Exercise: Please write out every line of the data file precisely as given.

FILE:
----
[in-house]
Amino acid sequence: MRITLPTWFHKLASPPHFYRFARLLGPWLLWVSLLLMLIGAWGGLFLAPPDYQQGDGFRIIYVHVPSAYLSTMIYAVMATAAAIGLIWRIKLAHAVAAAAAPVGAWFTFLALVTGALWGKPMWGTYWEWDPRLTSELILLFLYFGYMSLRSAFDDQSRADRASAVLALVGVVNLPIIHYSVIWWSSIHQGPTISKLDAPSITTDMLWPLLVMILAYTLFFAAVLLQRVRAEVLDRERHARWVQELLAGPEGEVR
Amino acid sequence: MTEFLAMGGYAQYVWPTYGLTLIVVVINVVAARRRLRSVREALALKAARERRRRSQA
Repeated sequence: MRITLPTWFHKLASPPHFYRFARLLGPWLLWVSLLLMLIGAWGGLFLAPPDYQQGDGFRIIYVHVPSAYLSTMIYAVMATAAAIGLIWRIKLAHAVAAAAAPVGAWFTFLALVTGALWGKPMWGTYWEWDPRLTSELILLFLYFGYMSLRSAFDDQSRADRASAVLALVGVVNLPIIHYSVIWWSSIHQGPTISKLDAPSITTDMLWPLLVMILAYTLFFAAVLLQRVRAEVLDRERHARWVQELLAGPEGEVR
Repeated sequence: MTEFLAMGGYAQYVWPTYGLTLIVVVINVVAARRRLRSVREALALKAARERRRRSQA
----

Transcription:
[in-house]
Amino acid sequence: MRITLPTWFHKLASPPHFYRFARLLGPWLLWVSLLLMLIGAWGGLFLAPPDYQQGDGFRIIYVHVPSAYLSTMIYAVMATAAAIGLIWRIKLAHAVAAAAAPVGAWFTFLALVTGALWGKPMWGTYWEWDPRLTSELILLFLYFGYMSLRSAFDDQSRADRASAVLALVGVVNLPIIHYSVIWWSSIHQGPTISKLDAPSITTDMLWPLLVMILAYTLFFAAVLLQRVRAEVLDRERHARWVQELLAGPEGEVR
Amino acid sequence: MTEFLAMGGYAQYVWPTYGLTLIVVVINVVAARRRLRSVREALALKAARERRRRSQA
Repeated sequence: MRITLPTWFHKLASPPHFYRFARLLGPWLLWVSLLLMLIGAWGGLFLAPPDYQQGDGFRIIYVHVPSAYLSTMIYAVMATAAAIGLIWRIKLAHAVAAAAAPVGAWFTFLALVTGALWGKPMWGTYWEWDPRLTSELILLFLYFGYMSLRSAFDDQSRADRASAVLALVGVVNLPIIHYSVIWWSSIHQGPTISKLDAPSITTDMLWPLLVMILAYTLFFAAVLLQRVRAEVLDRERHARWVQELLAGPEGEVR
Repeated sequence: MTEFLAMGGYAQYVWPTYGLTLIVVVINVVAARRRLRSVREALALKAARERRRRSQA